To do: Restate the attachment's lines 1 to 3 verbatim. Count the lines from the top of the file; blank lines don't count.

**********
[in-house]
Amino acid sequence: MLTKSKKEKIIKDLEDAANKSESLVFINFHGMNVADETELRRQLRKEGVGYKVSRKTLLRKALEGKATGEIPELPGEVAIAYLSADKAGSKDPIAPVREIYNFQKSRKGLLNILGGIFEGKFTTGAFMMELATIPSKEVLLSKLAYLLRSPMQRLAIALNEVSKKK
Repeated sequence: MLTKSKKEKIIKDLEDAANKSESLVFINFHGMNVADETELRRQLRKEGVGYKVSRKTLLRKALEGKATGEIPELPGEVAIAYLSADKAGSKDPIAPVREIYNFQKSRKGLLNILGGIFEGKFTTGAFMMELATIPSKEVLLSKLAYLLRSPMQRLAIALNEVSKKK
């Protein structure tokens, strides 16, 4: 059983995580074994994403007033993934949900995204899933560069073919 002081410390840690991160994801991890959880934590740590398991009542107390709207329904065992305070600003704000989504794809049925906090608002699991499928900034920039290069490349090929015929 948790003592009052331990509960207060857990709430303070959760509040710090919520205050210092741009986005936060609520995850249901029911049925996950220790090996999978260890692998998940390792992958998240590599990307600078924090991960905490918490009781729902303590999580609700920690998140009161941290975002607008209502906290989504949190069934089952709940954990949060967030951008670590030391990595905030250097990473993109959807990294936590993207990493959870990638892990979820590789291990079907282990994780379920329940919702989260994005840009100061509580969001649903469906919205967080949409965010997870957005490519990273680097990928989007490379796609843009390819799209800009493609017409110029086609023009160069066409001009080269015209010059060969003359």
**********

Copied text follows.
[in-house]
Amino acid sequence: MLTKSKKEKIIKDLEDAANKSESLVFINFHGMNVADETELRRQLRKEGVGYKVSRKTLLRKALEGKATGEIPELPGEVAIAYLSADKAGSKDPIAPVREIYNFQKSRKGLLNILGGIFEGKFTTGAFMMELATIPSKEVLLSKLAYLLRSPMQRLAIALNEVSKKK
Repeated sequence: MLTKSKKEKIIKDLEDAANKSESLVFINFHGMNVADETELRRQLRKEGVGYKVSRKTLLRKALEGKATGEIPELPGEVAIAYLSADKAGSKDPIAPVREIYNFQKSRKGLLNILGGIFEGKFTTGAFMMELATIPSKEVLLSKLAYLLRSPMQRLAIALNEVSKKK